Initialed notices were written by Stanley R. Ross and Wilber Chaffee.
Bibliographers, like editors, are often without honor among their colleagues. But a librarian with bibliographic publications to his credit is often widely acclaimed. This should be the case of the compiler of this volume who is librarian at the Institute of Latin American Studies, University of London. Mr. Naylor has listed 341 items with annotations and other useful and pertinent information. These he presents in chronological form (1800-1830, 1830-1870, and 1870-1900) with subtopical arrangement under each period: (a) general, (b) Rió de la Plata region, (c) Brazil, (d) West Coast, and (e) North. The books (pamphlets of 50 pages or less are omitted) deal only with South America, excluding the Guianas, and have originally appeared in English. The authors are British and United States travelers, except for 21 translated writers, and their accounts generally provide excellent primary source material for the student or the general reader.
It is trite to say that many nineteenth-century travel accounts were written to impress persons back home. But most records were made by astute observers, both men and women, who had done their “home work” before going abroad. They knew where they were going and where they had been, and they made an effort to understand what they saw and heard. Many writers were scientists on official trips. Some were clergy, others were military men or diplomats. The majority were curious by nature and eager to record impressions, whether biased or not, and some thought of themselves as “pioneer visitors” in strange lands. Frequently their nationalism prejudiced what they saw and did, but a surprising number took pride in being objective, although frequently not “color blind” when race problems were discussed.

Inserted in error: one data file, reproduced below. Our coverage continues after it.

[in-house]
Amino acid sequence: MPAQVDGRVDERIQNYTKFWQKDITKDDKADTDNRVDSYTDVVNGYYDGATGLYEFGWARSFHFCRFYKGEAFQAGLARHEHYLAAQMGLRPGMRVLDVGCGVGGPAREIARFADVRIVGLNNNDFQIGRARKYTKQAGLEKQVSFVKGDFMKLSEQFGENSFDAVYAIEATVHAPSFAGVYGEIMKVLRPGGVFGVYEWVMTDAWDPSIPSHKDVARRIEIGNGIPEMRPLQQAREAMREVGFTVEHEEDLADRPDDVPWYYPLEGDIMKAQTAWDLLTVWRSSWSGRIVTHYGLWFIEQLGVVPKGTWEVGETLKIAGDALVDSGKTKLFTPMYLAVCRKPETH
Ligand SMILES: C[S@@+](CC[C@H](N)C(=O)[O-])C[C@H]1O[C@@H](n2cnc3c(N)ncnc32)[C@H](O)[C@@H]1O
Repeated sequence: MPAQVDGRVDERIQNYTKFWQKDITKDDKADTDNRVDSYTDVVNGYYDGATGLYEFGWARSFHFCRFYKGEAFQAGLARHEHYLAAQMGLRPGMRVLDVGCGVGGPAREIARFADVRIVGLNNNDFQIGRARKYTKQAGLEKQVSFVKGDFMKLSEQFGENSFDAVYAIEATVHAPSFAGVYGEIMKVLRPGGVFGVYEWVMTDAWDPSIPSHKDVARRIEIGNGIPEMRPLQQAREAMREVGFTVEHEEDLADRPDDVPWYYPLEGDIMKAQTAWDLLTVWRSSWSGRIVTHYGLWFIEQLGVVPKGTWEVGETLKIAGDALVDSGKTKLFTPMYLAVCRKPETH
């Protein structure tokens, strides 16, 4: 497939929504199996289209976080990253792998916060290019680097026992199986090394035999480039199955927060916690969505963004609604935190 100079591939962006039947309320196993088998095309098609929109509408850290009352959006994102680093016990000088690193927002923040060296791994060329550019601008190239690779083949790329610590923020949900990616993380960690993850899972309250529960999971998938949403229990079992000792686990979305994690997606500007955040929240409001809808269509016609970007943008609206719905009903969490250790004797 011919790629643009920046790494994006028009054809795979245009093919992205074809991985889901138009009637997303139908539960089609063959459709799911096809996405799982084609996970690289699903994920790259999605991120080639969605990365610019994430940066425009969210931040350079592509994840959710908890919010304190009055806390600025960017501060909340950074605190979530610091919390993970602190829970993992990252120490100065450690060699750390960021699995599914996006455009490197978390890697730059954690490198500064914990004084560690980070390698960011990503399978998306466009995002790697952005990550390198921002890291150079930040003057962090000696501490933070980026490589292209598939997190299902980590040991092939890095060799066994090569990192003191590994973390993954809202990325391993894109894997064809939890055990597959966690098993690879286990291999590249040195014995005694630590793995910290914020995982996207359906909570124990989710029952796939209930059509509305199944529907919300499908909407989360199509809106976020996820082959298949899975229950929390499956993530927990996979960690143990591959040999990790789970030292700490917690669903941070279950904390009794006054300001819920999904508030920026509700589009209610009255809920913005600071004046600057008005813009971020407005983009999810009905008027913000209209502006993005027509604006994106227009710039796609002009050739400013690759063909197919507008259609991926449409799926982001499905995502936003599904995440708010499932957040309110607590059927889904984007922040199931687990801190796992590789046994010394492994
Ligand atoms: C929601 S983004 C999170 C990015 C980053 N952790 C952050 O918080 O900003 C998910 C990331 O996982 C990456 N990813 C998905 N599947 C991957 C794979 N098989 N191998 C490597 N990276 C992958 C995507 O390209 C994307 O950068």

If Mr. Naylor had had more assistance his list would undoubtedly have been more complete. In recent years I have been assembling, somewhat leisurely, a bibliography of travel accounts in English for the whole of Latin America. From Mr. Naylor’s South American items I have found some 67 references which I did not have. On the other hand, I have about 114 items which he does not have. This I hope is no criticism of either of us. But it does appear to indicate the validity of cooperation among scholars in preparing any bibliography of books, and especially travel books, so many of which, even in the nineteenth century, are illusive and some of which are either long lost or unidentifiable because they were written by persons who wished to remain anonymous. It is no wonder that omissions exist in any travel bibliography.
Mr. Naylor’s book is based on a thesis submitted in the School of Librarianship in University College London. It does credit to the author and to the School. Perhaps it is fortunate that computers are already at work in the bibliographical sector. But they will have trouble doing what Mr. Naylor has done. We should be grateful that he got ahead of them.